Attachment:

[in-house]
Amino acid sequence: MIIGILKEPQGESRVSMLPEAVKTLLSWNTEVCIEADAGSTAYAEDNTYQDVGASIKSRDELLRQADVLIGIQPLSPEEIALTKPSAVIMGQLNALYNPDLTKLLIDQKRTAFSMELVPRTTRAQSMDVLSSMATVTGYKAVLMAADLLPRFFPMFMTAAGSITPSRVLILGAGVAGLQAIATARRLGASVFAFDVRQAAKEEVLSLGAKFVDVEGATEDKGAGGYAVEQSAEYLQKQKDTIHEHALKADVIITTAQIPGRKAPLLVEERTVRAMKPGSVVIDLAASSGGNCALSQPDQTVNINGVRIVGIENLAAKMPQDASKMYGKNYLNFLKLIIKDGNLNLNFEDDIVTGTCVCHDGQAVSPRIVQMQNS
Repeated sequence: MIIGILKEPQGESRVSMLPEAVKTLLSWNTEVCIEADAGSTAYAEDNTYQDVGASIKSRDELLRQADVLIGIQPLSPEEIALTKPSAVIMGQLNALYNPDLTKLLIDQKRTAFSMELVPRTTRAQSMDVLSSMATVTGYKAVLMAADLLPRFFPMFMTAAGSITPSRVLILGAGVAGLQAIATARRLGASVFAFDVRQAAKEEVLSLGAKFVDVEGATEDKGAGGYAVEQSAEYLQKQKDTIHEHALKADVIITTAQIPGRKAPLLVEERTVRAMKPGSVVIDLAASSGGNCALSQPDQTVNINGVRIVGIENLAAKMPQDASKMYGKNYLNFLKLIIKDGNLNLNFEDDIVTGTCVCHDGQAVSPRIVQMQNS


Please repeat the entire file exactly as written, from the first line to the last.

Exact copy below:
[in-house]
Amino acid sequence: MIIGILKEPQGESRVSMLPEAVKTLLSWNTEVCIEADAGSTAYAEDNTYQDVGASIKSRDELLRQADVLIGIQPLSPEEIALTKPSAVIMGQLNALYNPDLTKLLIDQKRTAFSMELVPRTTRAQSMDVLSSMATVTGYKAVLMAADLLPRFFPMFMTAAGSITPSRVLILGAGVAGLQAIATARRLGASVFAFDVRQAAKEEVLSLGAKFVDVEGATEDKGAGGYAVEQSAEYLQKQKDTIHEHALKADVIITTAQIPGRKAPLLVEERTVRAMKPGSVVIDLAASSGGNCALSQPDQTVNINGVRIVGIENLAAKMPQDASKMYGKNYLNFLKLIIKDGNLNLNFEDDIVTGTCVCHDGQAVSPRIVQMQNS
Repeated sequence: MIIGILKEPQGESRVSMLPEAVKTLLSWNTEVCIEADAGSTAYAEDNTYQDVGASIKSRDELLRQADVLIGIQPLSPEEIALTKPSAVIMGQLNALYNPDLTKLLIDQKRTAFSMELVPRTTRAQSMDVLSSMATVTGYKAVLMAADLLPRFFPMFMTAAGSITPSRVLILGAGVAGLQAIATARRLGASVFAFDVRQAAKEEVLSLGAKFVDVEGATEDKGAGGYAVEQSAEYLQKQKDTIHEHALKADVIITTAQIPGRKAPLLVEERTVRAMKPGSVVIDLAASSGGNCALSQPDQTVNINGVRIVGIENLAAKMPQDASKMYGKNYLNFLKLIIKDGNLNLNFEDDIVTGTCVCHDGQAVSPRIVQMQNS